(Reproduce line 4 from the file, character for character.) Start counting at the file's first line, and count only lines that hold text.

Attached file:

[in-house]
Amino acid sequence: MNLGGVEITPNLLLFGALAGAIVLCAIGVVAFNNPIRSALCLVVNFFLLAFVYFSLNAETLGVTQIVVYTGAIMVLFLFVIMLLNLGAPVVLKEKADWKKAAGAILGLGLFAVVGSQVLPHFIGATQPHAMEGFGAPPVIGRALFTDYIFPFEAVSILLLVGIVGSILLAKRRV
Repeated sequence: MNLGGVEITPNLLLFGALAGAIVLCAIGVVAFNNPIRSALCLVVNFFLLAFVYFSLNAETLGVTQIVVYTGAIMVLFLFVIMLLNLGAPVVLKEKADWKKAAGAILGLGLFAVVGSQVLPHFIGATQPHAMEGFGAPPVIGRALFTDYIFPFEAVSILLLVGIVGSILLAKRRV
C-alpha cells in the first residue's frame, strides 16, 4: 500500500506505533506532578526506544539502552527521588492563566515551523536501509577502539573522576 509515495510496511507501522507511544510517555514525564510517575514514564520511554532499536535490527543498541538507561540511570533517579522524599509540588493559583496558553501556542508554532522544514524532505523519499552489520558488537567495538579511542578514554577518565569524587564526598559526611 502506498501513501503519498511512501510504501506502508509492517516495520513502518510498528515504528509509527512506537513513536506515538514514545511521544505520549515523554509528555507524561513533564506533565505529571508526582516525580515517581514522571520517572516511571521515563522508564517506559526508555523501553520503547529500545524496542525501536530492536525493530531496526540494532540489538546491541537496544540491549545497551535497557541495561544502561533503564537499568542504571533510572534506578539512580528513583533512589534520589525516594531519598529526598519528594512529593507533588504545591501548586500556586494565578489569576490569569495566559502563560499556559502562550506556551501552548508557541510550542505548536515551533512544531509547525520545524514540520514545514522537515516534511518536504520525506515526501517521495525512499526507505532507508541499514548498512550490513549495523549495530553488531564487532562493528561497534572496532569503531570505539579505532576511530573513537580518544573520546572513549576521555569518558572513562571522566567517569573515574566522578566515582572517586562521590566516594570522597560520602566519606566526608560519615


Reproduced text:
C-alpha cells in the first residue's frame, strides 16, 4: 500500500506505533506532578526506544539502552527521588492563566515551523536501509577502539573522576 509515495510496511507501522507511544510517555514525564510517575514514564520511554532499536535490527543498541538507561540511570533517579522524599509540588493559583496558553501556542508554532522544514524532505523519499552489520558488537567495538579511542578514554577518565569524587564526598559526611 502506498501513501503519498511512501510504501506502508509492517516495520513502518510498528515504528509509527512506537513513536506515538514514545511521544505520549515523554509528555507524561513533564506533565505529571508526582516525580515517581514522571520517572516511571521515563522508564517506559526508555523501553520503547529500545524496542525501536530492536525493530531496526540494532540489538546491541537496544540491549545497551535497557541495561544502561533503564537499568542504571533510572534506578539512580528513583533512589534520589525516594531519598529526598519528594512529593507533588504545591501548586500556586494565578489569576490569569495566559502563560499556559502562550506556551501552548508557541510550542505548536515551533512544531509547525520545524514540520514545514522537515516534511518536504520525506515526501517521495525512499526507505532507508541499514548498512550490513549495523549495530553488531564487532562493528561497534572496532569503531570505539579505532576511530573513537580518544573520546572513549576521555569518558572513562571522566567517569573515574566522578566515582572517586562521590566516594570522597560520602566519606566526608560519615